About this Recording
8.110300-01 - VERDI: Traviata (La) (Callas, Albanese) (1953)

Giuseppe VERDI (1813-1901)
La Traviata

At the beginning of October 1951 Callas stopped off in New York, on her way back from Rio de Janeiro to Milan, and signed a contract with Dario Soria, President of CETRA-Soria, an Italo-American company, to take part in recordings of La Gioconda, La traviata, Manon Lescaut and Mefistofele. By the beginning of 1953, however, Soria had moved to Angel Records and set up a new outlet for EMI in the United States (its relationship with RCA Victor having come to an end), and whither Soria went so went Callas. In September 1952 she had recorded Gioconda for CETRA but was still contracted to make Violetta in La traviata the following September. Like La Gioconda, La traviata was recorded in Turin. It was published in Italy and the United States in September 1954, but as CETRA did not have an outlet in Britain, the recording did not become available there for several years. I remember how disappointing and frustrating that was.

In the course of her career Callas sang Violetta 63 times; it ranks next after Norma as the rôle she sang most often. Through the eight years it was in her repertory her interpretation changed and developed, rapidly and prodigiously. The first time she undertook it, in January 1951 at the Comunale, Florence, she was a very bulky lady and weighed nearly ninety kilos. Hardly surprisingly there was nothing tubercular about her conception, and the emphasis then was all on voice. Zeffirelli, who was present on that occasion, recalled in an interview, ‘how the audience went mad ... it was sensational, vocally and musically’. In September she sang it in Brazil in São Paulo in company with what would later become familiar figures in EMI’s recordings: Giuseppe di Stefano (Alfredo), Tito Gobbi (Germont) and conductor Tullio Serafin. More than thirty years later, in his autobiography, Gobbi had not forgotten her performance: ‘I cannot believe anyone ever sang that first act as Callas sang it ... I find it impossible to describe the electrifying brilliance of the coloratura, the beauty, the sheer magic of that sound which she poured out then. And with it perfect diction, colour, inflection and feeling.’ Then Violetta was performed by sopranos whose looks may have been fitting, like Mafalda Favero (1903-1981), or had voices of impressive size, like Adriana Guerrini (1907-1970) and Maria Caniglia (1905-1979), or of notable quality, like Renata Tebaldi (b.1922) and Antonietta Stella (b.1929); but for singers in those days, brought up in the age of verismo, it did not matter how Sempre libera was executed, few cared what key they sang it in, or had technique enough to cope easily with the florid measures.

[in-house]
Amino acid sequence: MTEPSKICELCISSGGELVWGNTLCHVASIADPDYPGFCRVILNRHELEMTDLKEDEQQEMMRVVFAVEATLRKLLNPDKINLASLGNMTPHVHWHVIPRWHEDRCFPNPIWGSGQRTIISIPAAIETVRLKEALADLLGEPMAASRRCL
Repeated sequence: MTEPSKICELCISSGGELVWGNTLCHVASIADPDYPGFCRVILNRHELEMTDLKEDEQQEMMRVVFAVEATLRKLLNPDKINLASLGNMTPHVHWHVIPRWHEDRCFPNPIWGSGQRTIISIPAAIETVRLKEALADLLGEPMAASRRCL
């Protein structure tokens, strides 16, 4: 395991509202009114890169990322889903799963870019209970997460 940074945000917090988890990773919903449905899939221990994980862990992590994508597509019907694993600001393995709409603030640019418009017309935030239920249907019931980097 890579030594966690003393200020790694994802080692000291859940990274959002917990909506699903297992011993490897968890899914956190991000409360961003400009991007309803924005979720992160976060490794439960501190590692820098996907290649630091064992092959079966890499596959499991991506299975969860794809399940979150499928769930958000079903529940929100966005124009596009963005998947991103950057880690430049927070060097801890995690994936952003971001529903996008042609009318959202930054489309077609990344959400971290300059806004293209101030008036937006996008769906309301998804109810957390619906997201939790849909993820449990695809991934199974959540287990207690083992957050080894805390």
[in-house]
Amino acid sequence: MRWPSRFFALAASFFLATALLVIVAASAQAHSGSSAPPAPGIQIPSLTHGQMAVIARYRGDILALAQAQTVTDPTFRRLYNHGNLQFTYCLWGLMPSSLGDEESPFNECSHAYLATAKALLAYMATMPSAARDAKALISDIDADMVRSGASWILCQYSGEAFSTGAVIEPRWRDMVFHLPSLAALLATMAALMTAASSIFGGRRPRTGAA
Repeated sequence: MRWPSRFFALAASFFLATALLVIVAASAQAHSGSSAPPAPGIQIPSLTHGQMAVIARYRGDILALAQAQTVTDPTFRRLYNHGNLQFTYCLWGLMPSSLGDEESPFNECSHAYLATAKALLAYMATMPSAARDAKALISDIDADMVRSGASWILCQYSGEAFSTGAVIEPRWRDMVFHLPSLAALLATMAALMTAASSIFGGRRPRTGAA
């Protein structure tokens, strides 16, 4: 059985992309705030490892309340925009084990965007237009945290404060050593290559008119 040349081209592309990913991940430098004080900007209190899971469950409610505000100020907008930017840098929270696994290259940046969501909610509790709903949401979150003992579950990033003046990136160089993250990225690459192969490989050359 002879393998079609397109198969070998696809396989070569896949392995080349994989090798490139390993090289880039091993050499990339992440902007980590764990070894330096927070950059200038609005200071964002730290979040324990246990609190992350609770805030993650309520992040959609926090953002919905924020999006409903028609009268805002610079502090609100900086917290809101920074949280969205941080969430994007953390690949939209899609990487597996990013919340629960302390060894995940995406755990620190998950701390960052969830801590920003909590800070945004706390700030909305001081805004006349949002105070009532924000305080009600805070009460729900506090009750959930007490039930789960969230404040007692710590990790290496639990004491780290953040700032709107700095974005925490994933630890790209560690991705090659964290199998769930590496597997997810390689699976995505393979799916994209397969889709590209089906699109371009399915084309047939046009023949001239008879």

In the course of the next three seasons Callas sang Violetta at Bergamo, Parma, Catania, Mexico City, Verona, Venice and Rome. Elisabeth Schwarzkopf was at a performance at Parma with her husband Walter Legge, EMI’s record producer. ‘We ... witnessed a major victory for Callas. As everyone knows, there is no victory in Italy like being acclaimed in Parma in a Verdi rôle! ... I went backstage [and told her] there [was] no point in my singing this rôle again. ... And I didn’t.’ Still, in 1955 when Legge arranged an EMI recording of Traviata, he could not have thought Callas’s Violetta sufficiently a victory to wait only another two years, until her CETRA contract enabled her to make it again, but booked Stella as Violetta. Recordings of Callas’s Violetta from Mexico City survive from 1951 and 1952 and both show her a vocal powerhouse. In the first, at the end of Sempre libera, she makes a sweeping portamento to the high E flat. In the second, perhaps because the performance is a bit of a mess and the conductor lacks any authority, at the end of the act three ensemble, Alfredo, di questo core, she takes the opportunity of completing the upward arpeggio to another high E flat. When she sang it next in Verona that summer Peter Dragadze in Opera called it, ‘the greatest thrill of the season ... an unforgettable experience ... she appears to make no effort to dramatize the situation physically ... [it is] the colour of her voice [that] clearly depicts every emotion and sensation she is experiencing.’ In Rome in January 1953, according to Cynthia Jolly in Opera,. ‘in the first act [she] succeeded admirably if untraditionally, when one remembers the bird-like coloratura Violetta is used to receiving’, but in later acts, some in the audience were ‘enchanted by her sheer [vocal] expertise ... other[s were] shocked by her lack of feeling ... and la voce troppo forte.’ But what she did was take the trouble to look at the score and sing all of what is written, as well as add embellishments and sing different cadenzas in different performances. As we can hear today in this recording, made in September that year with the Rome cast, Francesco Albanese (Alfredo), Ugo Savarese (Germont) and conductor Gabriele Santini.